I have been holding awareness sessions on waste management since 2012 in Bengaluru. Practicing first, and then preaching about waste segregation at source, home composting and the topic closest to my heart – reduction of waste. I have always enjoyed doing sessions with kids. I love youngsters’ enthusiasm so I started conducting quizzes, creating crosswords related to waste and gifting them saplings grown in used paper cups during our sessions.
When I joined SWMRT (Solid Waste Management Round Table) last year, we realised it is not easy to change the mindset of people. We discussed the importance of educating school children on the subject since they are tomorrow’s citizens. Archana Kashyap and I took up the project of writing a book as a challenge since we believe the new generation will make a difference. Since neither of us had written a book before, it has been a very interesting journey. We compiled a lot of material already available, took help from several friends and volunteers, added what we have learnt over the years in a very structured and simple way with a young illustrator Sahil Kutty who put everything together with beautiful illustrations.
Trashonomics was launched by the Karnataka State Pollution Control Board on World Environment Day this year. The book is aimed at educating middle-school children with the support of EVS or Science teachers in 3-5 sessions. We have started sessions in few schools ourselves and we hope to conduct a teachers’ training program based on the book soon. It has five colourful chapters, the first one about the problems of waste mismanagement and the next four giving solutions which are easy to implement starting in the school itself. All these chapters are accompanied by our mascot ‘Kaagey’ the crow holding slogans, as well as lots of fun facts and activities.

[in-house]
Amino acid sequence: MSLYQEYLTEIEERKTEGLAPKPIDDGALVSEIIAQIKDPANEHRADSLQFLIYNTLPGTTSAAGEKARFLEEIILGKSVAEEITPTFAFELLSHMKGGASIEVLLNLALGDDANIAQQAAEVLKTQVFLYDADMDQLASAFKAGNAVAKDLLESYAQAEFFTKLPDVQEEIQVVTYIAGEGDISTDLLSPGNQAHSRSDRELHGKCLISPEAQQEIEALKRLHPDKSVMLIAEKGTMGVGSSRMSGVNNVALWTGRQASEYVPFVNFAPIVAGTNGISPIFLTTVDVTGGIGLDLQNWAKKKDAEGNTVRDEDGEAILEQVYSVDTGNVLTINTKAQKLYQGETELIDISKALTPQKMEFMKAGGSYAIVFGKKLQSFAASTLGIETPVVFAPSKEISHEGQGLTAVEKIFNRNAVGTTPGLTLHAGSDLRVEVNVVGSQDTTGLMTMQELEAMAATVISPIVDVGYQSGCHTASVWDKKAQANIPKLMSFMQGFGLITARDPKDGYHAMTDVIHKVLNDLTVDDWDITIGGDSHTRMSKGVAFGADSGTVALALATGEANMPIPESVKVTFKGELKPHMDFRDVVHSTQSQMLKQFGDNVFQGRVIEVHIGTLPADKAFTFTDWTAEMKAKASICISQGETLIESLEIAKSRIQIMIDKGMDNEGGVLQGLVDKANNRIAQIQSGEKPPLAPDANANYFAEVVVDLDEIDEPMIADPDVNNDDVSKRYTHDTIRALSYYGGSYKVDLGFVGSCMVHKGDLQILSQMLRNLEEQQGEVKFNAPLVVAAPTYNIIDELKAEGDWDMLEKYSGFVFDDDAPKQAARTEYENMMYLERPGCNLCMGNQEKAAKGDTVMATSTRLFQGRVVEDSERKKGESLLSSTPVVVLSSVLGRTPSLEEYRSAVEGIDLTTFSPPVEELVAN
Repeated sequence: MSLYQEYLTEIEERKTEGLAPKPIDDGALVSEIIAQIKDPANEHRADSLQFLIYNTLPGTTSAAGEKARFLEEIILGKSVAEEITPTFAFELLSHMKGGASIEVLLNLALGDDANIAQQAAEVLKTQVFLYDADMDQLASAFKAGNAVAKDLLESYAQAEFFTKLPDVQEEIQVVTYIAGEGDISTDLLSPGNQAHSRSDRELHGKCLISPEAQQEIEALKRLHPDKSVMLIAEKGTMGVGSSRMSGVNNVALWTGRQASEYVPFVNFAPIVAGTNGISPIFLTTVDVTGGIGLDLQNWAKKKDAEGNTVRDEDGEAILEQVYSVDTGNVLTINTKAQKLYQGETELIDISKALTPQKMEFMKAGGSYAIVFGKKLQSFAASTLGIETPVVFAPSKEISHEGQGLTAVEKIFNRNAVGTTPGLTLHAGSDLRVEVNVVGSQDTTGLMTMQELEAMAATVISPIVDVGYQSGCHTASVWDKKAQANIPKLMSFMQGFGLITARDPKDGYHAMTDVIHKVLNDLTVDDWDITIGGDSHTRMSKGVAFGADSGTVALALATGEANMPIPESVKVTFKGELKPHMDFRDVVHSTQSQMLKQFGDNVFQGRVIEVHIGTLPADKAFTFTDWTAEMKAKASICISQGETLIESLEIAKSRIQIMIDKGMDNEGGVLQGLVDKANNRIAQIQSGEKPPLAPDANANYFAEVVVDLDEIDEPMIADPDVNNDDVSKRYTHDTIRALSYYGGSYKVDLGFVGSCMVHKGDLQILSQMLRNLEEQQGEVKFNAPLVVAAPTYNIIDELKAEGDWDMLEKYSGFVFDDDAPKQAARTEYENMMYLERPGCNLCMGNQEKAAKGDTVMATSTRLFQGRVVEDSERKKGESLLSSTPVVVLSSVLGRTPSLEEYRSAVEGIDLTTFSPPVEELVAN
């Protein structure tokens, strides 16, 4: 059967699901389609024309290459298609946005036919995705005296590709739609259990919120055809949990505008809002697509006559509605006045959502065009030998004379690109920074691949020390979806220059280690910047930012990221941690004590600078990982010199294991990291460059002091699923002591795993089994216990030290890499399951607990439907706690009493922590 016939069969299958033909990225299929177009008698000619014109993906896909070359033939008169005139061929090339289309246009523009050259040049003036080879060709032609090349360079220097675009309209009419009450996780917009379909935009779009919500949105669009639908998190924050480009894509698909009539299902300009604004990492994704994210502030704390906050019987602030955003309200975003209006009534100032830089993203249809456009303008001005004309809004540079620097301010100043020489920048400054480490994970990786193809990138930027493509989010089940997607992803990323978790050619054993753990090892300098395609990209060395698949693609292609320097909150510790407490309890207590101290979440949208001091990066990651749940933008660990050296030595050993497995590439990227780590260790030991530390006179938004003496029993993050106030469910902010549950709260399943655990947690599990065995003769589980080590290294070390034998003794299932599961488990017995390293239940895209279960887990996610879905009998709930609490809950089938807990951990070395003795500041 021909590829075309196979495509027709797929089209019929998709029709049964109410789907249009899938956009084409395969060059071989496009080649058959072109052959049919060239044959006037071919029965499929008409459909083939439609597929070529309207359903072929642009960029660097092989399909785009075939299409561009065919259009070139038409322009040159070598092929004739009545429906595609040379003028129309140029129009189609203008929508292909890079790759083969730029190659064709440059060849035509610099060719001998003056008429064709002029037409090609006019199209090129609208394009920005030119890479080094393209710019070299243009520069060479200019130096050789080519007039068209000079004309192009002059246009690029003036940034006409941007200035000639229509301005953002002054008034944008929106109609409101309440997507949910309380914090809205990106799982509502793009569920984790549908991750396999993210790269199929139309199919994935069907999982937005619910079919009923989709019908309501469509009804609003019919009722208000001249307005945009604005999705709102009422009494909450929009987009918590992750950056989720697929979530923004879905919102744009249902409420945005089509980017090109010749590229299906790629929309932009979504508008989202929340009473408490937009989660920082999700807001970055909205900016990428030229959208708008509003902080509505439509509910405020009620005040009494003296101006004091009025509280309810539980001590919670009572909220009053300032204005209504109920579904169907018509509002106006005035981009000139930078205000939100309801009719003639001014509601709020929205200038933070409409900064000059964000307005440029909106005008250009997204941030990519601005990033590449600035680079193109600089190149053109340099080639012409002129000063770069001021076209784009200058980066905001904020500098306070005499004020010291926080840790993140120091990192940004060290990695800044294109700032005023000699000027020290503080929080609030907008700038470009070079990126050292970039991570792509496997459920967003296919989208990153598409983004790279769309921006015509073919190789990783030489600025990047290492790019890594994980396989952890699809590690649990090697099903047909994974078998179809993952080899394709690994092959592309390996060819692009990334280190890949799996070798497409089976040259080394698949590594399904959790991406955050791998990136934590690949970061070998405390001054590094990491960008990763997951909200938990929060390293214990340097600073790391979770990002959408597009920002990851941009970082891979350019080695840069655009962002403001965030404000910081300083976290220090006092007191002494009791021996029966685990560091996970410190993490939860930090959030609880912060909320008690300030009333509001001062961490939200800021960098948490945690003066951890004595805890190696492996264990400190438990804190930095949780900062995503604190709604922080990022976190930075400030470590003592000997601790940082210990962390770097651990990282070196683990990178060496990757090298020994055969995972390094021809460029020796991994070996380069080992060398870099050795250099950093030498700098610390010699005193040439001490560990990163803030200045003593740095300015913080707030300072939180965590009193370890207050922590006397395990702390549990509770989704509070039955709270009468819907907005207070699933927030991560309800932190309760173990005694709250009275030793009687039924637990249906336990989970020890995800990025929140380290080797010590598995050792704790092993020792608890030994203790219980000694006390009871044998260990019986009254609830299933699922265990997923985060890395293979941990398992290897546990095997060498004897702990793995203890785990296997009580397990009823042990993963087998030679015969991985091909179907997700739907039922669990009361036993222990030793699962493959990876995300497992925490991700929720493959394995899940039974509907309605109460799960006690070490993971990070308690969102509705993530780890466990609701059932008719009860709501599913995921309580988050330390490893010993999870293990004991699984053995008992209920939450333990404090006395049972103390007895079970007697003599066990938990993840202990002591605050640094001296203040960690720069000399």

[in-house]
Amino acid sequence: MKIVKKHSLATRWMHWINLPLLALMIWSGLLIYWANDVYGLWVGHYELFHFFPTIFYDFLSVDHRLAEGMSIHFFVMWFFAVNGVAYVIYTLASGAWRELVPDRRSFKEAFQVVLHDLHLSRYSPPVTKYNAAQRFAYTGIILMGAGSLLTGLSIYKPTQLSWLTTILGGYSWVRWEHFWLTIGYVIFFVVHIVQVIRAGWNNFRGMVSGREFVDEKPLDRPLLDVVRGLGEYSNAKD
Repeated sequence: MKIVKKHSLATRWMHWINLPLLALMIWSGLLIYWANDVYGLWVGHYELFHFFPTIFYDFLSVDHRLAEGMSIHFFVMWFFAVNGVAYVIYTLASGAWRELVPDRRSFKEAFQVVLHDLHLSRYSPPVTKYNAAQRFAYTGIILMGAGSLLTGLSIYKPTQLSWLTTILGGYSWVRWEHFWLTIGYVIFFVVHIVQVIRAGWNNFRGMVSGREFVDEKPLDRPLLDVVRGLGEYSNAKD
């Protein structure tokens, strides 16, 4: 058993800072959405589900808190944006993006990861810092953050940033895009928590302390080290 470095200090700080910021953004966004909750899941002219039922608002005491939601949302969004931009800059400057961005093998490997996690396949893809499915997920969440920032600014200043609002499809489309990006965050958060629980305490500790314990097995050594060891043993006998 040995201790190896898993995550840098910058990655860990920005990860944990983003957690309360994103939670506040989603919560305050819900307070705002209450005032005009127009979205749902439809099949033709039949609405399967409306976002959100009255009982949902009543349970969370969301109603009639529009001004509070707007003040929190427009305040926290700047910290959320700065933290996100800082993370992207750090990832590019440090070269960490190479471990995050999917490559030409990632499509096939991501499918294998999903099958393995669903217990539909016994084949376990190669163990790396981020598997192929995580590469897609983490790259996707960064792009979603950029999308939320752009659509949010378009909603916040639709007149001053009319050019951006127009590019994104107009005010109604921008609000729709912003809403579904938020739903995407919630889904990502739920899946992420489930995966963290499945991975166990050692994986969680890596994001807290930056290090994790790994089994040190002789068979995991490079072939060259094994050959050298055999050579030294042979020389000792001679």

One set of books for one class is all that the school needs to invest in. The books can then be passed on to the next class after one class has finished with them, so the children also learn to apply the concept of reuse. They are encouraged to start their own eco club in the school, stop using disposables when organising events, composting organic/garden waste and if space permits they can also start a vegetable garden. By growing vegetables the children will understand what is safe food, food grown just using their own compost and hopefully start doing it at home too. After doing the sessions on Trashonomics with underpriviledged students I started gifting them food saplings in exchange of their recyclable waste from home, I was overwhelmed by their response. These kids live in the slum but it doesn’t prevent them to grow simple things like basele soppu, tomatoes, brinjals, chillies, curry leaves...
(Claire Rao recently authored a book Trashonomics where she encourages composting and solid waste management)